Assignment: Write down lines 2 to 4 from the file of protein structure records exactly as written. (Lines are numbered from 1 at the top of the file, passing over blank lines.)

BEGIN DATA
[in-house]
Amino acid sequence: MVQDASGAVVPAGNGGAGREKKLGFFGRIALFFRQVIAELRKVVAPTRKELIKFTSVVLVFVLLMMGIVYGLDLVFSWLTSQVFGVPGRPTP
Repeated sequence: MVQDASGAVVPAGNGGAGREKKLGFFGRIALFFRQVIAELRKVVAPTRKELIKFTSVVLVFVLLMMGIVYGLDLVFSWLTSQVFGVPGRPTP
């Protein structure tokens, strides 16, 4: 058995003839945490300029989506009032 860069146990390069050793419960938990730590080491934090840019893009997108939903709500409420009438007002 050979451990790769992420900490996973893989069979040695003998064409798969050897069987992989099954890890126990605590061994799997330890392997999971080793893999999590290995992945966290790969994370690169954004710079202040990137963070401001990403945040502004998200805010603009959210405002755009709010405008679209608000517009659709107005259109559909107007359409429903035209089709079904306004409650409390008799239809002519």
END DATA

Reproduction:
Amino acid sequence: MVQDASGAVVPAGNGGAGREKKLGFFGRIALFFRQVIAELRKVVAPTRKELIKFTSVVLVFVLLMMGIVYGLDLVFSWLTSQVFGVPGRPTP
Repeated sequence: MVQDASGAVVPAGNGGAGREKKLGFFGRIALFFRQVIAELRKVVAPTRKELIKFTSVVLVFVLLMMGIVYGLDLVFSWLTSQVFGVPGRPTP
């Protein structure tokens, strides 16, 4: 058995003839945490300029989506009032 860069146990390069050793419960938990730590080491934090840019893009997108939903709500409420009438007002 050979451990790769992420900490996973893989069979040695003998064409798969050897069987992989099954890890126990605590061994799997330890392997999971080793893999999590290995992945966290790969994370690169954004710079202040990137963070401001990403945040502004998200805010603009959210405002755009709010405008679209608000517009659709107005259109559909107007359409429903035209089709079904306004409650409390008799239809002519």